And so are right wingers. The centrist compromise over judicial nominees struck by 14 members of the senate got me thinking: Should Mormons be centrists? I tend to answer that question in the affirmative. The oft spoken Mormon maxim of "Moderation in all things," seems to apply to politics as much as anything else. As Mormons we should be moderate in our politics. We should look for common ground, build on common beliefs, and avoid extremist views. However, this proposition leads to several problems.
First, the congress is structured by the two party system. This means that if you do feel strongly about an issue, for example, gun rights (even if your stance is moderate: you favor citizens owning guns but not assault rifles and cop killer bullets), you need your party to control the senate or you will lose on that particular issue. Unless Republicans control the house and or senate, gun-control laws will be passed or at the least maintained, depending on the exact majority of democrats and the party in the White House. Thus, you would need to support any Republican, regardless of his/her views against any Democrat regardless of his/her views. Thus, you could be very moderate in your politics and still be pushed by one issue to support your party right or wrong–to act as an extremist.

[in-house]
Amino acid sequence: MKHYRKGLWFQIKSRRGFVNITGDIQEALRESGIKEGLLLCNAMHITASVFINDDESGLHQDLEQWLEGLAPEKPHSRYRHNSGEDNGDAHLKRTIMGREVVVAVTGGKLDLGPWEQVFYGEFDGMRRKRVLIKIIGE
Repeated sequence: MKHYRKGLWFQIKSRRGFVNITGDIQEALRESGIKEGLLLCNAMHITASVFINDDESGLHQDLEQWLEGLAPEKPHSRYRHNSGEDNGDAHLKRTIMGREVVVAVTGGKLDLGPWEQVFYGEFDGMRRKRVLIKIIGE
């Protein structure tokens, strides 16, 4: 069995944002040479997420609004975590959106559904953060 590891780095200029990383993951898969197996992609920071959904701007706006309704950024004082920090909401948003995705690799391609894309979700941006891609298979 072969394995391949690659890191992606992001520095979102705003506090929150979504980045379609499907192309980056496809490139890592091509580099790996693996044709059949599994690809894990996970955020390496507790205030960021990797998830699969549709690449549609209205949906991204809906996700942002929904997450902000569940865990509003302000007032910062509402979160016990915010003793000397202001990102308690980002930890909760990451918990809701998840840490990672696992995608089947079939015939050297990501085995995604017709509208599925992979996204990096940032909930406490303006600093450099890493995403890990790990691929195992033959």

Second, what does moderation mean in politics. Is there political moderation in an absolute sense. Our political moderation may be France’s extreme right. Thus, does the admonition to seek moderation in all things, as it applies to politics (if it does apply to politics), translate into American political moderation or absolutist political moderation and if it is absolutist political moderation how should that be measured?
It seems to me that for American members of the Church, American political moderation is the proper route. Moderation among us in America aids the missionary effort (we don’t appear to be a bunch of John Birchers), it helps our political causes because we can keep good relations on both sides of the aisle (much like businesses try to practice political moderation in order to protect corporate interests regardless of who is in power), and it keeps us from running down the extremist cliff into the brambles of apostasy (the kind laden with: if the prophet were truly inspired he would be advocating x just like I am). In the end moderation helps the Church and helps our personal progression.